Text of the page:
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A spell is the generally accepted term for a working of magick. Spells have been worked soundly into popular culture in a way which provokes an image of witches over a bubbling cauldron, but this, while it does happen, is certainly not always the case. Spells can be as simple as repeating a phrase to elicit an effect, or as complicated as a full-blown ritual involving enchanted tools, eldritch rites, and many people.



Spells are, at the root, intended to affect reality through an act of will. For that act of will to have any meaning, it must be poured through a clear, focused intent (what the practitioner wishes the spell to accomplish), and given the energy, place, and time to manifest. When considered, this process is very similar to physically moving: you intend your arm to move, and then actually will it to move, before moving it by giving it the energy to move where and when you would like it to, in order to fulfill the movement’s purpose... say, shielding your face from a blow.

The Will is the vessel of the Intent, and the Spell is the vessel of the Energy.

Rituals are spells conducted with the use of predetermined foci and tools, with the intention of either fulfilling an almost religious rite, tapping into the collective unconscious of the human psyche, or as a way to lessen the required focus by assigning elements of a complicated spell to symbolic tools. For instance, instead of directing energy mentally, a knife could be understood to symbolically direct energy by simply pointing it. Ritual and ceremonial “high magick” spells can, however, become entrenched in symbolism which the practitioner may not understand or have the resources for.

Direct Magick is the working of magic without the use of ritual tools, and is usually intended to cause results immediately. The lack of psychic “crutches” (as direct practitioners would call the symbols of ritual magick) tends to make direct magick much more difficult in terms of required concentration and clarity of intent. Rituals also build up a sense of expectation and a certain potential energy which direct magick tends to lack, so practitioners must become skilled in either the manipulation and production of energies, or ways to harness existing energy (such as through sacrifice).



1.    First, consider what you wish to accomplish. Without a focused idea of what a spell should do, it will be almost impossible to concentrate on the effect.


2.    Formulate a plan. A magical working is best thought through carefully to avoid potential mishaps. Decide on what the energy in a spell will cause to happen, in the most cause-and-effect manner possible. Apply Occam’s Razor to cut out superfluous elements of a spell so that as little energy and focus is wasted as humanly possible.


3.    Gather materials and get into the magical mind state, if required. Meditate, clear your mind, burn incense, and perform any other task which might aid you in concentration. This is not an absolute necessity, but may prove quite helpful for beginners.


4.    Gather energy in whatever way you have deemed necessary, through symbolic ritual, direct energy manipulation, visualization, or some form of sacrifice.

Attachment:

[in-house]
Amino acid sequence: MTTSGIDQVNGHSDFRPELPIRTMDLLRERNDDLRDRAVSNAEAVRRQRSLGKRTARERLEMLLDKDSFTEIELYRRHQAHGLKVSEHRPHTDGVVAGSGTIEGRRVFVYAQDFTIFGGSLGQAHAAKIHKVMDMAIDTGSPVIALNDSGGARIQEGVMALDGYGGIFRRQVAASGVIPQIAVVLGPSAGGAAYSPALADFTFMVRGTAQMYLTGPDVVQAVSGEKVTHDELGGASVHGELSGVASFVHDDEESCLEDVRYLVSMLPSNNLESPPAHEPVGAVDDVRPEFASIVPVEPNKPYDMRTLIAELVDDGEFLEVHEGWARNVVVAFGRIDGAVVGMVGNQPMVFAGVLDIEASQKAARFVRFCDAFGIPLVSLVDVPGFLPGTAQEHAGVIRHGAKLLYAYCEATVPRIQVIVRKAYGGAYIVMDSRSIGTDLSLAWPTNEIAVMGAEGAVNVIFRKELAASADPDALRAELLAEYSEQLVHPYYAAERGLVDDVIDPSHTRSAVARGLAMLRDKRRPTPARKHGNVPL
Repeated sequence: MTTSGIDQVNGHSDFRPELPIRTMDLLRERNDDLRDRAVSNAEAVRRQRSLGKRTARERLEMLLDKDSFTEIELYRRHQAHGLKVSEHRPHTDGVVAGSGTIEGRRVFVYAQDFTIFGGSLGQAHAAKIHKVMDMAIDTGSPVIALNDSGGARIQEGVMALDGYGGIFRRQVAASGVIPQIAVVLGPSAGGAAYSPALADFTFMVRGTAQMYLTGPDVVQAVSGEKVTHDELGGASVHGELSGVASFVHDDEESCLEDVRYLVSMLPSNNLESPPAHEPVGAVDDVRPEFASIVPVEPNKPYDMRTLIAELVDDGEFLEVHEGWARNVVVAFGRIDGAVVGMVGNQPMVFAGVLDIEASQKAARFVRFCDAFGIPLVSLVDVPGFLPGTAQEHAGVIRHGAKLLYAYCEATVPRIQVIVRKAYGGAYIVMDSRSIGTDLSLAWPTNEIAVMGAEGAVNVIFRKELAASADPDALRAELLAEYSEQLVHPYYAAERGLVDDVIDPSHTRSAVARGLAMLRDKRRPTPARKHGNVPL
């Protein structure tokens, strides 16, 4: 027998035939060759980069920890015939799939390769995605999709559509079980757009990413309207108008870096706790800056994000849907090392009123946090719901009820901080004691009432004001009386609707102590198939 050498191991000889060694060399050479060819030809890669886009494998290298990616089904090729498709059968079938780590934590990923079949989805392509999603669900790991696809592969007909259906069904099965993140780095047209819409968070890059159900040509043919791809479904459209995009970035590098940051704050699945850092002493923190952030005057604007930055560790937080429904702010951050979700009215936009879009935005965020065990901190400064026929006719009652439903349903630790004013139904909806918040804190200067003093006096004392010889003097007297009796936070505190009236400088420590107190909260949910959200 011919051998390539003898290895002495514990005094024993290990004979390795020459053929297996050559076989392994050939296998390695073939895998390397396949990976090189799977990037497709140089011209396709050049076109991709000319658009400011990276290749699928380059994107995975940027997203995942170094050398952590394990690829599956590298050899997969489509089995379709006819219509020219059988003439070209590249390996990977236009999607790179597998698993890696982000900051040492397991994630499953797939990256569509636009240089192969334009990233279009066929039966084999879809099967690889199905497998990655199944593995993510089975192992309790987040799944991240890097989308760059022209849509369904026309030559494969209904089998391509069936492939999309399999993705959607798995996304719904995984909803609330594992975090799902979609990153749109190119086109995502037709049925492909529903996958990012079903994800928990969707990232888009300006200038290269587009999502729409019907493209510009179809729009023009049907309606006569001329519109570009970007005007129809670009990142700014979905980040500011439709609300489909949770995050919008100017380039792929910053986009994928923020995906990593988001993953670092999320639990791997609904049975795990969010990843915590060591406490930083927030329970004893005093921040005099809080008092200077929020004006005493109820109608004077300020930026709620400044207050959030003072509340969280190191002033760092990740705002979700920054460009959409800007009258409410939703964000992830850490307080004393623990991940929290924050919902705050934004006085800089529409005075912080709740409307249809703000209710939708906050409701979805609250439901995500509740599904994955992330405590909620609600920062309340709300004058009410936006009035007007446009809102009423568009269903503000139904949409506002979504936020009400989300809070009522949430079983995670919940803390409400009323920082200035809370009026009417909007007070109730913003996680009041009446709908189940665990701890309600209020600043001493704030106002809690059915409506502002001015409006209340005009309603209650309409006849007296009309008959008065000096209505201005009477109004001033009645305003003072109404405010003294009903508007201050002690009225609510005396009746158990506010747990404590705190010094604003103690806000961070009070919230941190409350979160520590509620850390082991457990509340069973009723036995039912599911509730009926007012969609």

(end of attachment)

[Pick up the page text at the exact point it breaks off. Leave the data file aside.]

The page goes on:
5.    Cast your spell. Follow the plan you outlined, using visualization of any senses necessary to will energy towards your intended result.


6.    Await results. The neophyte must accept that their first spell will not send lightning cracking across the sky. Await results patiently, and if you cast a spell for, say, invisibility, do not be disappointed if your flesh does not become translucent. You may well be uncharacteristically unnoticed to others.


TIPS / EXPERIENCE: As I said, go into a spell with a positive expectation, but do not fall victim to illusions of greatness. Magic has remained unseen to the masses for many years because it is subtle, and often manifests in the simplest way possible. Always test to see if a spell has worked in an unexpected way before discounting it completely. Finally, do not despair over truly failed spells. They are an opportunity for learning, not self-deprecation. Magick is not an art which can be learned in a day.




A history on spells would literally be a history on magic itself. I will not go into staggering detail, but it is sufficient to say that spells and magick have been an integral part of human culture since prehistory. There is a theory that the cave paintings of the first humans were used in animism, a form of sympathetic magick.

More useful to the neophyte is information which might affect their spells from different magickal perspectives. Most can be inferred from reading around the Vision section of the site, but some noteworthy tips can be found below:

1.    Consider morality in general, and then the possibility of Karma. While the “Threefold Law” is by no means a universal idea, it puts anything malicious the practitioner might carelessly perform in a rather sobering light.

2. Decide whether or not the seasons, time of day, and phases of the moon have bearing on the potency of your magick. This might be important for rituals, yet impractical for direct magick. More than anything else, it should be decided by the practitioner.

3. Keep a journal of your spells. Write down your formulas, visualizations, and experiences so that you may analyze them in the future, preserve the successful ones, and tweak spells which didn’t turn out quite correctly.

4. Many believe that personally created spells are and always will be far more powerful than those simply absorbed from other traditions, but said other traditions did not thrive on ignorance alone. Learn from them and incorporate that which resonates well with you.



Links to other fundamental pages will be posted as those pages are created. Coming soon!

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